The reason for defining it this way is down to how often you need to ‘check in’ with it. If you need to check in every week to keep it on track, you can call it a project and put it on your projects list, which you will review weekly (at least.) But a goal of “Buy a retirement house in Thailand” might not need any action taken for months at a time, depending on the time frame.
Create a list called Goals and fill it with the goals you have for your life.
How to use your new GTD system
You have a place to capture into. You have your list app set up. And you have a calendar to schedule events into.
The first step is to do a Brain Dump. The rule with the brain dump is anything you have attention on or may require some action, you capture. It doesn’t mean you will do all these things. Just capture them, and later in the process, you can decide whether or not to do them. Don’t be afraid to ‘over capture’ at this point.
- Capture anything that is on your mind
- Sit with your capture tool and go through everything that you have. If you are travelling, the perfect time to do this is before unpacking when you arrive at a new destination. Everything you have will already be in one place. Go through each item and ask, “Do I have any attention on this?” For example, you might look at your yoga mat and think about buying a new one. Capture that thought.
- Think about locations you frequently use: home, an office, family home, etc. Are there any potential tasks there? You may think of your parents’ kitchen and remember you said you would bring them some chopsticks back from Asia – that’s a task you can capture.
- Think through your responsibilities for work, and capture any potential tasks there.
- Go through the people in your life. Do you have any potential tasks relating to them?
- Think about any future plans you have. Is there anything you might need to do in regards to those?
- If you have a list of projects or goals, go through them too and extract anything that may be potentially meaningful to you.
It is nearly impossible to do a full brain dump in one sitting and gather everything of potential meaning to you, so don’t worry if you haven’t got everything or don’t finish this process. As you use the system, you will be collecting any other thoughts or tasks which pop into your head, so eventually, everything will be collected.
Populating your system as best you can at the start will not only give you something to work within your system. But it will also relieve a lot of pressure that your mind has been holding onto while keeping all these tasks in its mental RAM. Finally, getting them off your mind can be a life-changing experience. It was for me.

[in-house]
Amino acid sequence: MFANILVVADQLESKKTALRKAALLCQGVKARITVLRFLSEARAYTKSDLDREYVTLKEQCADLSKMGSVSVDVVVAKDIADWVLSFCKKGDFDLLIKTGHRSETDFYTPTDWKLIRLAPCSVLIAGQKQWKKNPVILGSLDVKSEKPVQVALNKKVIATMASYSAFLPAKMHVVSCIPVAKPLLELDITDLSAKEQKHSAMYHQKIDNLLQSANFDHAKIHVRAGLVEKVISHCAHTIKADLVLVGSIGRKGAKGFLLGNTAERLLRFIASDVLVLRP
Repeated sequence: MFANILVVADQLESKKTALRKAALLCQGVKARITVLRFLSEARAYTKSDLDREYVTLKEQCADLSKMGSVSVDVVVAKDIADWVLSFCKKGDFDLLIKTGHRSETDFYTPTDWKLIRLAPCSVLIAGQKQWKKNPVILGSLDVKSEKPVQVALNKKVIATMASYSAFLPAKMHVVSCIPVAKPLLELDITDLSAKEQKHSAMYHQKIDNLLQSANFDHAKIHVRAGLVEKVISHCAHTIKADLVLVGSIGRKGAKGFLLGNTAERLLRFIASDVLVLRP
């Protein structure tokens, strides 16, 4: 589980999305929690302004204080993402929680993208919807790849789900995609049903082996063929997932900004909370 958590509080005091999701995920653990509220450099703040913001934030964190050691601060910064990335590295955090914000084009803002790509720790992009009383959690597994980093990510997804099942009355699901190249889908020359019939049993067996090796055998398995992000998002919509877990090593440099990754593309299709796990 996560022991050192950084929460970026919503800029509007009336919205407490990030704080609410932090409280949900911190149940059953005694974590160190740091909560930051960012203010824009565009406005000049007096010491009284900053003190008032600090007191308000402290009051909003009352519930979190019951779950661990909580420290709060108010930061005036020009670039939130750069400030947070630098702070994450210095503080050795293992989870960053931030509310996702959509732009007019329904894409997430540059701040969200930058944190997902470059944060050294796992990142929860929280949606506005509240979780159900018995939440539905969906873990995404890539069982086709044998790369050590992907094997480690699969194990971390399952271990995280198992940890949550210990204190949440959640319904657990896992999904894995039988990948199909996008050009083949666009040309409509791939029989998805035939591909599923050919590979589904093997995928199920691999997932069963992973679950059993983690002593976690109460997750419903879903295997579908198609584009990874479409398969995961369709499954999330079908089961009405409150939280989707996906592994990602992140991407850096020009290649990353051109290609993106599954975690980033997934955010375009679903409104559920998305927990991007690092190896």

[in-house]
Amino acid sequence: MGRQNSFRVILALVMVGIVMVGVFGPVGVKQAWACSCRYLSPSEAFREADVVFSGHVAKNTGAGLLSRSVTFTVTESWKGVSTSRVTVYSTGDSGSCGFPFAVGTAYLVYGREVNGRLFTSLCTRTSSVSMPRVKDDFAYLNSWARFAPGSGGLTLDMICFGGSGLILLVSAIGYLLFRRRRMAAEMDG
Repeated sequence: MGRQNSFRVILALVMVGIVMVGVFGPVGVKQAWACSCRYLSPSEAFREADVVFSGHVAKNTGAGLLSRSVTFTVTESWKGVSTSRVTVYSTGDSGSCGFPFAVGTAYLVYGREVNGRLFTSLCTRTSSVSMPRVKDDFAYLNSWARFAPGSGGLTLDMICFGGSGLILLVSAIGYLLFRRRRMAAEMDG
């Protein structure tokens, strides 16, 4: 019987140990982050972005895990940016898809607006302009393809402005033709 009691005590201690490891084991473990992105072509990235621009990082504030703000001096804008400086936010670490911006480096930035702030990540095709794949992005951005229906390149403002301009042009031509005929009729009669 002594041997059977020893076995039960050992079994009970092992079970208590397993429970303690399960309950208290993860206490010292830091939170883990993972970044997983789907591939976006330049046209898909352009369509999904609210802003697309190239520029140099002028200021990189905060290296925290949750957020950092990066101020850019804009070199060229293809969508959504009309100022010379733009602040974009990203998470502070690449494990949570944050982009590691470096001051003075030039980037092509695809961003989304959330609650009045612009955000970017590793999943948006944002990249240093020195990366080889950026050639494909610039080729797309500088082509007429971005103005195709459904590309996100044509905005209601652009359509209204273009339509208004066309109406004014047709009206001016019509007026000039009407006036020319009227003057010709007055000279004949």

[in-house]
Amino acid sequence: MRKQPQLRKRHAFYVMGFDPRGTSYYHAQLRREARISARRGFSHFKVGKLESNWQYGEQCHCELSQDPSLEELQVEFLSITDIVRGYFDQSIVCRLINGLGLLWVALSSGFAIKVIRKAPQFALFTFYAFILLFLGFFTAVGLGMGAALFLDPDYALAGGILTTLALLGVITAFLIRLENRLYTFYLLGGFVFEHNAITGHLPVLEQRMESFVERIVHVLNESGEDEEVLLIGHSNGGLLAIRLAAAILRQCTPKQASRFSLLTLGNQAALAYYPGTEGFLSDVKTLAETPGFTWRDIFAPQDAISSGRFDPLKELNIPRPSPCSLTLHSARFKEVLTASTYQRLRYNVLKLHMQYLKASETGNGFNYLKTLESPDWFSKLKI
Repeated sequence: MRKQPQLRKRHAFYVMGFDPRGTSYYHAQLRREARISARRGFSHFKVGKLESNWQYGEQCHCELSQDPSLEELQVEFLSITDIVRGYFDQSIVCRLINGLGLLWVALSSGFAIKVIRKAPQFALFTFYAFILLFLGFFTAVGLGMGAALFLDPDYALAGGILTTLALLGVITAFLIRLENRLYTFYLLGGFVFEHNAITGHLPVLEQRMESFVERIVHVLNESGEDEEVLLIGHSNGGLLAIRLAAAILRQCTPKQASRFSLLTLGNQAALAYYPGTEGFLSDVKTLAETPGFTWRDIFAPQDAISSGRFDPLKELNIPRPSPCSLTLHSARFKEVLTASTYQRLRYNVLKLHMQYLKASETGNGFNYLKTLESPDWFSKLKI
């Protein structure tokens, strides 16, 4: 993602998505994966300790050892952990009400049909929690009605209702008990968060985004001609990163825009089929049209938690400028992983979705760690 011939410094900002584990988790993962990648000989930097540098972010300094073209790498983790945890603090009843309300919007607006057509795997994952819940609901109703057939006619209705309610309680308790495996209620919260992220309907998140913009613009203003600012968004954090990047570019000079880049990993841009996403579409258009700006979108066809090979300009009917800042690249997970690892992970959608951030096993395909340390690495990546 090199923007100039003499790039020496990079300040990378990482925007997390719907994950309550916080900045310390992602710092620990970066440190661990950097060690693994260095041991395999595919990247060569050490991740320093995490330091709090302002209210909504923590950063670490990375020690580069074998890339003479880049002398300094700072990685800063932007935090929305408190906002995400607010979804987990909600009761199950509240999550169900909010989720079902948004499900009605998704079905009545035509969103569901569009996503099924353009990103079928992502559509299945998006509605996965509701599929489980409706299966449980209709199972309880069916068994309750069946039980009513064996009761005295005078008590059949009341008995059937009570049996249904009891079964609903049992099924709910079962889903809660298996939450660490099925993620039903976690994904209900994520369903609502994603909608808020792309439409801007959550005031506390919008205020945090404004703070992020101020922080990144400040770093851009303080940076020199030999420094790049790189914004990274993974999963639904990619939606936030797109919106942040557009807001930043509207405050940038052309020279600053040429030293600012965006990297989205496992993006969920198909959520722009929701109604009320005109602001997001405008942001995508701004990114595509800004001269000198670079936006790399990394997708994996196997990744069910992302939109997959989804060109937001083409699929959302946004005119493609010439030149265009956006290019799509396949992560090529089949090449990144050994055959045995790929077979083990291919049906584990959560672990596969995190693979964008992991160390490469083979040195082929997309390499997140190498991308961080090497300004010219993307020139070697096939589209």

Once you have finished your brain dump, congratulate yourself! You just have one last step until your system is fully up and running. Decide.
After finishing your brain dump, you now, in all likelihood, have a mountain of assorted tasks, ideas, and half thoughts. The next step is to go through them one by one and decide:
- The Outcome
- The Next Step
During your brain dump, some of the items you wrote down may already be fully formed tasks that need nothing more to be decided about, such as “Buy Getting Things Done on Amazon.” The outcome is already defined – you want to have the book, and the following action is buying it. But not all tasks come neatly packaged like this for us to do immediately; some still need some decision.
You may have written down “Luggage Wheel” because the wheel on your suitcase isn’t rolling the way it used to. But this isn’t a task you can do. You need to decide the outcome first. Do you want to buy a new suitcase? Do you want to get it repaired? What’s the outcome?
Let’s say you decide the outcome you want is to get it repaired. Next, we ask the question, “What’s the next step?”
The next step isn’t getting it repaired. It is probably researching online for a place to repair it. Then again, you may know someone who recently had his suitcase repaired nearby, so the next action may be “call John.”
You put “Call John” on your ‘Anywhere’ list and move on to the next item.
If the next step will take you less than 2 minutes to complete, it is good practice to do it then in the moment rather than adding it to one of your lists.
It won’t take long for you to have every action in your life decided and ready for you to take action on.
And there you have it!
A simple GTD system that will work for digital nomads, and you can set it up in one sitting.
There are, of course, other parts of a full GTD setup, but this is a great starting place that requires very little time to start or maintain and, if implemented, will give a huge boost to your productivity.
Originally from the U.K, Greg has lived in Asia for over 15 years. Fluent in a handful of languages, he ran a management consultancy before creating Face Dragons. He spends his time now traveling around Asia, writing, taking photos, and drinking coffee.